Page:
Over at Civil War Memory, Kevin Levin has been churning out fascinating posts all summer; several of them were nominated, but the most mentioned was "Jesse Jackson Jr.'s Civil War."

This month The Little Professor's Madlibs version of a "First Person" essay was picked up by the Chronicle of Higher Education. Which leaves us to wonder, what is the answer to #8? My cat seems as recalcitrant as ever, so it can't be "B" ... The LP also has an interesting review of William St. Clair's The Reading Nation in the Romantic Period.

At The Rhine River, Nathanael D. Robinson takes issue with Voltaire's famous quip about the Holy Roman Empire.

At Revise and Dissent, Alun Salt reviews Hugh Bowden's Classical Athens and the Delphic Oracle, and draws some interesting comparisons between the role of religion in Athenian politics and modern-day religious fundamentalism.

George McClellan is universally scorned by Civil War historians, yet he was universally loved by his troops. Walking the Berkshires suggests that historians should take the troops' opinions more seriously, if only to better understand McClellan's complex personality. (If this is your first time over at the excellent Walking the Berkshires, the author, Tim Abbott, recommends this post on an anachronistic plant at the Gettysburg battlefield site as one of his finest.)

Tom Hanks is ... James Madison. The American Presidents Blog wonders if it might be coming soon to a theater near you. It's a movie that Ed Darrell would probably be happy to see.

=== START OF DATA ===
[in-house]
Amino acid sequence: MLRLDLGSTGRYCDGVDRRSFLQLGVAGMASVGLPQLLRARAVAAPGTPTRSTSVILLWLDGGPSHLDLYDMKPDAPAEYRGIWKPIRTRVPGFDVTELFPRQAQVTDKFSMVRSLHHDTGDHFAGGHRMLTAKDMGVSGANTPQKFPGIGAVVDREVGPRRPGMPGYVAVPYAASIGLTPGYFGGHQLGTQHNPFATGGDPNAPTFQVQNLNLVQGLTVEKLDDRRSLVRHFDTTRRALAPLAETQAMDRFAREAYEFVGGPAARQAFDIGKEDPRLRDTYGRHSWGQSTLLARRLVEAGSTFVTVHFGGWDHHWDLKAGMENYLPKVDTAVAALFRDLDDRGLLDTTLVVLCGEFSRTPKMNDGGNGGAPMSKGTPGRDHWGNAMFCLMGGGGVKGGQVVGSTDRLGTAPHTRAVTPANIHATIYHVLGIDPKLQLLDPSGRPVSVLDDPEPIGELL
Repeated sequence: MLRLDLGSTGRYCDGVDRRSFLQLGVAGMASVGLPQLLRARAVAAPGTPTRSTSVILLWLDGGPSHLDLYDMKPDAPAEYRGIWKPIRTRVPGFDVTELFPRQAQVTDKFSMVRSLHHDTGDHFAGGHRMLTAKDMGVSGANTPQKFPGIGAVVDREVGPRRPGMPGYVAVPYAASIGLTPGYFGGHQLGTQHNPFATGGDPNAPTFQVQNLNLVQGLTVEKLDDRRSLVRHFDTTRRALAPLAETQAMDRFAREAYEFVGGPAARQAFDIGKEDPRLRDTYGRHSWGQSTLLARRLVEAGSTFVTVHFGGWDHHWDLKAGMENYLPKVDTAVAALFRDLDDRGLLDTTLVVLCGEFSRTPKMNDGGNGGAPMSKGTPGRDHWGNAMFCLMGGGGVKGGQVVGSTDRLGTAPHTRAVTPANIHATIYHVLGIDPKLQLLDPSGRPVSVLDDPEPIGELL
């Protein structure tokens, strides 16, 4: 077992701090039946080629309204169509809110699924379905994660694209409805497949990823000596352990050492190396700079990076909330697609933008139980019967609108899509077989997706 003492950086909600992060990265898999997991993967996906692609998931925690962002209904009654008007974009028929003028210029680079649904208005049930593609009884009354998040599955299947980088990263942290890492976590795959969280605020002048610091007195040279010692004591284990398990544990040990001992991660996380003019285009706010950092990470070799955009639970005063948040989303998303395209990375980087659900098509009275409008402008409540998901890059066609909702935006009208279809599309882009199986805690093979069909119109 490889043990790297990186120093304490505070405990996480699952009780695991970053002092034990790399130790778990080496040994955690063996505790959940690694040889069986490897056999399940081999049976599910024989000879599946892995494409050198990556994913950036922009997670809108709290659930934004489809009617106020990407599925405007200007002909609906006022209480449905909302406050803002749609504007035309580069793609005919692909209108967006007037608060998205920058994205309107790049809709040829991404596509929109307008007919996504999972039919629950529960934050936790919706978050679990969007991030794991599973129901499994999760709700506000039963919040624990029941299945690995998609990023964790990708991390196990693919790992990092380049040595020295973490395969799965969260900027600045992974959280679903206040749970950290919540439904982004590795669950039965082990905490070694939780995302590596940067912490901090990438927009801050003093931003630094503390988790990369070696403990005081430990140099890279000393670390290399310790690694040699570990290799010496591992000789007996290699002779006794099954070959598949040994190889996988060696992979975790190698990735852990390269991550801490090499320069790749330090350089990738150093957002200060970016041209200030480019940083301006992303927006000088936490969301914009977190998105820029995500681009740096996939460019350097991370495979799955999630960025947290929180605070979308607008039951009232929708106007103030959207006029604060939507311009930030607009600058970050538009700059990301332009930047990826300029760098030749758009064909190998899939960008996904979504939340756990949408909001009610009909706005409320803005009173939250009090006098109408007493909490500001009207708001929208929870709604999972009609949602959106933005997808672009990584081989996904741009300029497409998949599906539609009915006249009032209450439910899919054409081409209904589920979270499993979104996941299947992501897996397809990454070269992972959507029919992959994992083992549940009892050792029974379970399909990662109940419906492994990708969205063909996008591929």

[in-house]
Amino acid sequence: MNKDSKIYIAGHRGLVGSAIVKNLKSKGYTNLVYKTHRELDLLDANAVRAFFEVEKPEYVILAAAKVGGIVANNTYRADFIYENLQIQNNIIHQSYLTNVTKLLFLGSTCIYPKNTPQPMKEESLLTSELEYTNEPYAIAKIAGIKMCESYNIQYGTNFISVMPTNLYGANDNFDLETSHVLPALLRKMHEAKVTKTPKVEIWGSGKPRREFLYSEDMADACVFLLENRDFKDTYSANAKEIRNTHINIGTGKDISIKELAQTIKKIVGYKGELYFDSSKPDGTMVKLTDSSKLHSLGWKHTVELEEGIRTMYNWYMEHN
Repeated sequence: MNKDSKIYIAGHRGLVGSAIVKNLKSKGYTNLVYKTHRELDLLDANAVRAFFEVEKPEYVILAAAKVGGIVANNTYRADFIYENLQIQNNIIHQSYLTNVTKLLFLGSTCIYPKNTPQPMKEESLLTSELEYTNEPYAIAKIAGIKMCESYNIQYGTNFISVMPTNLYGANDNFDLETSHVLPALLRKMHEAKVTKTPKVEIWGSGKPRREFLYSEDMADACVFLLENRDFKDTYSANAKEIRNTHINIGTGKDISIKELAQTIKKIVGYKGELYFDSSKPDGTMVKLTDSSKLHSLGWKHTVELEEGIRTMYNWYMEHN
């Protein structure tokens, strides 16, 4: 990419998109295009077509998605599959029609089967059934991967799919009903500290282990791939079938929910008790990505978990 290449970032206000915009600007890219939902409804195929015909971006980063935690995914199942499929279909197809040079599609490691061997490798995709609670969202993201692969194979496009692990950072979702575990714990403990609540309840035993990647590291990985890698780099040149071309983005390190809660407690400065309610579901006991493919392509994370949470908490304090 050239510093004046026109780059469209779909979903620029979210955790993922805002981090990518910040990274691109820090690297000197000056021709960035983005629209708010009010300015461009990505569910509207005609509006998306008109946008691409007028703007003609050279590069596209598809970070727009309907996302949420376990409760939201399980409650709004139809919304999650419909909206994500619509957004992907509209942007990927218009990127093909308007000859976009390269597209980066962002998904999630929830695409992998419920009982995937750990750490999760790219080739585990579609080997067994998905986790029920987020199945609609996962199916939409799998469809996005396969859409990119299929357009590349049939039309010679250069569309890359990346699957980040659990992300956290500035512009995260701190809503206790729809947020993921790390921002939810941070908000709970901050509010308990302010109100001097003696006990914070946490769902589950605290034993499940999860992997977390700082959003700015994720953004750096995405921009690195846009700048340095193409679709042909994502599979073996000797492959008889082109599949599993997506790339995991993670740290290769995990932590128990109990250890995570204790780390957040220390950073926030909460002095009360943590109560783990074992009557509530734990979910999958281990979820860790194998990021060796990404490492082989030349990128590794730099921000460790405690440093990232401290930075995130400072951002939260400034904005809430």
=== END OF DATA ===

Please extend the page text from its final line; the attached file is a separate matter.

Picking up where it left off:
Martin Rundkvist reports on an exhibit of two 17th-century warships in Stockholm, and adds a strange but true tale about a survivor from one of the ship's battles.

Joe Kissell details the quasi-historical silliness that is E Clampus Vitus.

"A Pyramid? In Bosnia?" The title says it all.

The History Carnival is technically meant to spotlight either posts on history, or posts by historians. Derek Catsam's "Long Critique of a Silly Article" gets in primarily thanks to the second category. So does Mark Grimsley's impassioned post on the rights of civilians in wartime: "The Sacred Oath is Shattered."

Sergey Romanov presents more chapters from his ongoing series on what the Soviets knew about Auschwitz--and when--starting with Part IV.

Tim Enloe concludes a series of posts on Protestant historiography.

Ever heard of Anthony Hall, "King" of England? I hadn't either, until Mark Brady filled me in.

Ned Lamont's primary victory over Joe Lieberman takes Jeffrey Kimball back to 1968 ...

Tim Burke, who has been live-blogging his library-cataloging, pauses to ruminate on the importance of reputation capital in the hierarchy of academic norms.

With a name like Drive By Truckers, it's got to be good. Or so says Scott McLemee.

Natalie Bennett takes the blogosphere on a cycle tour of the historic architecture in Hastings, Winchelsea and Rye.

How can you learn more about a local area's history? Diamond Geezer says the signs are all around you.

Roy Booth at Early Modern Whale tours "Another Literary Church."